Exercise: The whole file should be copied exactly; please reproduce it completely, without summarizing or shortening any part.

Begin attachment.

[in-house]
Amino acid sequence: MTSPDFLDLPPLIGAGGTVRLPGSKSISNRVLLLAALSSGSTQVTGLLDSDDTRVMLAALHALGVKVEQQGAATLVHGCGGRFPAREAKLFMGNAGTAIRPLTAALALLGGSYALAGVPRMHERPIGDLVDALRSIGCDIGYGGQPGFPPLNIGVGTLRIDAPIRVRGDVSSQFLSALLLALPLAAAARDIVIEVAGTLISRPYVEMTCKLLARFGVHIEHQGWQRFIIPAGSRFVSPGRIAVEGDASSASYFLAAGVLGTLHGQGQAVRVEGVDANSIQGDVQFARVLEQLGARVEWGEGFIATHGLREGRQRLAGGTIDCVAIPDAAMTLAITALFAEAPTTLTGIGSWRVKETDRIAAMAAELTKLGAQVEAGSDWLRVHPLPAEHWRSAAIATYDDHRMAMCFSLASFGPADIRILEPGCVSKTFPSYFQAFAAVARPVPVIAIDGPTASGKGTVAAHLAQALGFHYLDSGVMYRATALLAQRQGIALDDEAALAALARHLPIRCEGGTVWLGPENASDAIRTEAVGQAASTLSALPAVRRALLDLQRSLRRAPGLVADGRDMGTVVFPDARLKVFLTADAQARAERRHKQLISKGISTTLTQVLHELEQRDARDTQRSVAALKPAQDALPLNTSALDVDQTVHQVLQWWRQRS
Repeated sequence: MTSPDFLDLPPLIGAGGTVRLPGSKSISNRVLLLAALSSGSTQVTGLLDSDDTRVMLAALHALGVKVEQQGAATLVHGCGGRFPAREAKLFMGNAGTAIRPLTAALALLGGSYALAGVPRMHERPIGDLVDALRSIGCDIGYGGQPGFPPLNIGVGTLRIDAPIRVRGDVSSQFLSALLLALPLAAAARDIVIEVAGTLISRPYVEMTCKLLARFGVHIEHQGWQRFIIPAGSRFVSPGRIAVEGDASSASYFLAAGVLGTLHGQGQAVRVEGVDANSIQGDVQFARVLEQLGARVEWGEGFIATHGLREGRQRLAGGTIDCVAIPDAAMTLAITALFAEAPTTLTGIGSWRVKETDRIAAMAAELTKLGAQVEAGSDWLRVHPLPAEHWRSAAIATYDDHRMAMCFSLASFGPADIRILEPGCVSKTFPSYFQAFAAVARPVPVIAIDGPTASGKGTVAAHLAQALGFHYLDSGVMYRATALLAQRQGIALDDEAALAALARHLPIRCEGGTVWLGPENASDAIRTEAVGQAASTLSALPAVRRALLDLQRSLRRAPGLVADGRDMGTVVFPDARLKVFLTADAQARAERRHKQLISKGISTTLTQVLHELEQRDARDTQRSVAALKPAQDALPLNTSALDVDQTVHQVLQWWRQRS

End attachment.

[in-house]
Amino acid sequence: MTSPDFLDLPPLIGAGGTVRLPGSKSISNRVLLLAALSSGSTQVTGLLDSDDTRVMLAALHALGVKVEQQGAATLVHGCGGRFPAREAKLFMGNAGTAIRPLTAALALLGGSYALAGVPRMHERPIGDLVDALRSIGCDIGYGGQPGFPPLNIGVGTLRIDAPIRVRGDVSSQFLSALLLALPLAAAARDIVIEVAGTLISRPYVEMTCKLLARFGVHIEHQGWQRFIIPAGSRFVSPGRIAVEGDASSASYFLAAGVLGTLHGQGQAVRVEGVDANSIQGDVQFARVLEQLGARVEWGEGFIATHGLREGRQRLAGGTIDCVAIPDAAMTLAITALFAEAPTTLTGIGSWRVKETDRIAAMAAELTKLGAQVEAGSDWLRVHPLPAEHWRSAAIATYDDHRMAMCFSLASFGPADIRILEPGCVSKTFPSYFQAFAAVARPVPVIAIDGPTASGKGTVAAHLAQALGFHYLDSGVMYRATALLAQRQGIALDDEAALAALARHLPIRCEGGTVWLGPENASDAIRTEAVGQAASTLSALPAVRRALLDLQRSLRRAPGLVADGRDMGTVVFPDARLKVFLTADAQARAERRHKQLISKGISTTLTQVLHELEQRDARDTQRSVAALKPAQDALPLNTSALDVDQTVHQVLQWWRQRS
Repeated sequence: MTSPDFLDLPPLIGAGGTVRLPGSKSISNRVLLLAALSSGSTQVTGLLDSDDTRVMLAALHALGVKVEQQGAATLVHGCGGRFPAREAKLFMGNAGTAIRPLTAALALLGGSYALAGVPRMHERPIGDLVDALRSIGCDIGYGGQPGFPPLNIGVGTLRIDAPIRVRGDVSSQFLSALLLALPLAAAARDIVIEVAGTLISRPYVEMTCKLLARFGVHIEHQGWQRFIIPAGSRFVSPGRIAVEGDASSASYFLAAGVLGTLHGQGQAVRVEGVDANSIQGDVQFARVLEQLGARVEWGEGFIATHGLREGRQRLAGGTIDCVAIPDAAMTLAITALFAEAPTTLTGIGSWRVKETDRIAAMAAELTKLGAQVEAGSDWLRVHPLPAEHWRSAAIATYDDHRMAMCFSLASFGPADIRILEPGCVSKTFPSYFQAFAAVARPVPVIAIDGPTASGKGTVAAHLAQALGFHYLDSGVMYRATALLAQRQGIALDDEAALAALARHLPIRCEGGTVWLGPENASDAIRTEAVGQAASTLSALPAVRRALLDLQRSLRRAPGLVADGRDMGTVVFPDARLKVFLTADAQARAERRHKQLISKGISTTLTQVLHELEQRDARDTQRSVAALKPAQDALPLNTSALDVDQTVHQVLQWWRQRS